29 May 2022

Ambulance fears for sick 24 year-old Newbridge Cystic Fibrosis patient

Personnel risked jobs to bring Lisa Dowling to right hospital

Ambulance fears for 24 year-old Newbridge Cystic Fibrosis girl

Lisa pictured last week at the isolation unit at St Vincents Hospital, Dublin

Local ambulance personnel put their jobs on the line when they broke the rules to rush a gravely ill Newbridge Cystic Fibrosis (CF) patient to St Vincent’s Hospital, despite orders she had to be taken to Naas A&E.

Lisa Dowling, 24, lost her brother Aaron and twin sister, Nicole to complications from CF. She is on 40 bottles of oxygen a month.

Her uncle Jude Maguire described how the ambulance arrived at Lisa’s home at Lakeside Court last Friday.

“I have served in East Timor, Kosovo, the Lebanon, I have seen fear in children’s eyes. When she was there coughing up blood and the adults were all arguing for an hour and a twenty minutes over where the ambulance could bring her, I could see she was terrified,” he said.

“We don’t abuse the ambulance service. We only call 999 when it’s an emergency and we appreciate the service,” explained Jude.

When the ambulance arrived, the paramedics said they would have to bring Lisa to Naas A&E. Her mum Audrey said she had a place in St Vincent’s in the special isolation ward and she couldn’t be taken to A&E because of the high risk of infection.

However, the ambulance personnel said they couldn’t bring her there because of protocol. They said they had to bring the patient to the nearest emergency department.

“They rang their boss but got no decision. They waited for an hour and twenty minutes as they remained at the house and treated Lisa. Eventually I said, I was going to put her in the car and bring her up,” explained Jude.

“They said ‘no, we will bring her’. I have nothing but the height of respect for those ambulance men. They could have lost their jobs. It’s not their fault. The protocol is wrong. Thank God common sense prevailed.

“If they are called out to help a pregnant woman, they bring her to the hospital she is attending, the Coombe, the Rotunda, whereever, they don’t bring her to A&E.”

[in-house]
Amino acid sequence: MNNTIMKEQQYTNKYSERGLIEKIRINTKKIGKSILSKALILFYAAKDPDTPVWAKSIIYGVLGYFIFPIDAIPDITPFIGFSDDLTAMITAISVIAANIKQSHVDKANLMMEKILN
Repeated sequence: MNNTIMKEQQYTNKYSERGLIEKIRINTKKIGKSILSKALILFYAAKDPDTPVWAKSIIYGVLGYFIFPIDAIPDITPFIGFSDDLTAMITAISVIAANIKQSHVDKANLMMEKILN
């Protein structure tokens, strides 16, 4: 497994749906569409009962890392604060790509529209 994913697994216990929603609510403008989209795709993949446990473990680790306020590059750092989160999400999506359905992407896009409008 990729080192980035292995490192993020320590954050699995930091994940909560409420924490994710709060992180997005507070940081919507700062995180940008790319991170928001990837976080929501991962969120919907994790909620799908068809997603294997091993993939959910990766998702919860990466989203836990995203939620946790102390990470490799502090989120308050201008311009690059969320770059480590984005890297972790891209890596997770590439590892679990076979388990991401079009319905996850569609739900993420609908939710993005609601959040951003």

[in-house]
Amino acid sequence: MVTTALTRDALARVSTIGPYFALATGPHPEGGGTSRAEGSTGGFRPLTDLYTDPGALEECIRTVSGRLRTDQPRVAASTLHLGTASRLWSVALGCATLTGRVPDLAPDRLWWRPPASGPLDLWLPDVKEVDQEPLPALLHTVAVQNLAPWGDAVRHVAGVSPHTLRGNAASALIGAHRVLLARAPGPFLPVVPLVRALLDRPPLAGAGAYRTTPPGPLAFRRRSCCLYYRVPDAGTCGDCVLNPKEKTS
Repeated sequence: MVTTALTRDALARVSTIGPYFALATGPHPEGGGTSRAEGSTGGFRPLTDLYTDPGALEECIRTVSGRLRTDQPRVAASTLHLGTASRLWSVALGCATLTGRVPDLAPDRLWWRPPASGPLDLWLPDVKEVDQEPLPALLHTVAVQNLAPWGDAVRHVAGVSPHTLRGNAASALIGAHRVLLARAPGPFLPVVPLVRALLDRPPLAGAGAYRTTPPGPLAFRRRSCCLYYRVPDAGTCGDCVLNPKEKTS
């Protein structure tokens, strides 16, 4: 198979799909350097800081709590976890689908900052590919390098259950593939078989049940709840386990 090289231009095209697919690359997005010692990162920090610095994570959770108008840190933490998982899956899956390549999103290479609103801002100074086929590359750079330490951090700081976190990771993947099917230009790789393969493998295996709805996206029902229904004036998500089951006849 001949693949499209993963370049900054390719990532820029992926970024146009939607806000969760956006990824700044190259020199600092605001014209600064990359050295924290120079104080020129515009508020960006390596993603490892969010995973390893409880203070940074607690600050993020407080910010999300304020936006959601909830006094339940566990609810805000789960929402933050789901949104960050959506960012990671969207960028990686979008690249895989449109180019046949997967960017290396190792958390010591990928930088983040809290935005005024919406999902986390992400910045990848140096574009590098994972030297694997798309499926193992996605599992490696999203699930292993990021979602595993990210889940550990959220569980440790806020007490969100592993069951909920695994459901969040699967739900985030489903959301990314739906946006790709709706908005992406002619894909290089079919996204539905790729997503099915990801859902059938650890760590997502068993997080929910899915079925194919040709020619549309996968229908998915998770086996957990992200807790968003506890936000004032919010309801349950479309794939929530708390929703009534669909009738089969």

After the ambulance drivers got to St Vincent’s they got the call giving them permission to bring Lisa. This was four hours from the time they made the initial call seeking approval.

Meanwhile, Lisa has been diagnosed with Pneumonia in both lungs and remains in hospital.

Jude said;“We had the same problem a few months ago. They (the ambulance) came and they wanted to take her to A&E in Naas.

“The ambulance brought her to Naas and then I brought her up in my car. But if she went into cardiac arrest or something happened her, we wouldn’t know what to do. They said the ambulance could go to Newlands Cross and wait for a Dublin ambulance to come out and get her but we said ‘no, we are not waiting any longer’.”

Newbridge Cllr Murty Aspell said: “It’s a terrible reflection on our system that an ambulance crew from Naas General Hospital had to put their jobs on the line as they took it upon themselves to transport a CF patient to St Vincent’s Hospital. This area of our healthcare system needs to be seriously look at.”

The HSE said the National Ambulance Service cannot comment on individual cases. However, it said the family could contact them to discuss the matter.

“The National Ambulance Service are always happy to discuss any issues with the patient or their family directly,” it added.

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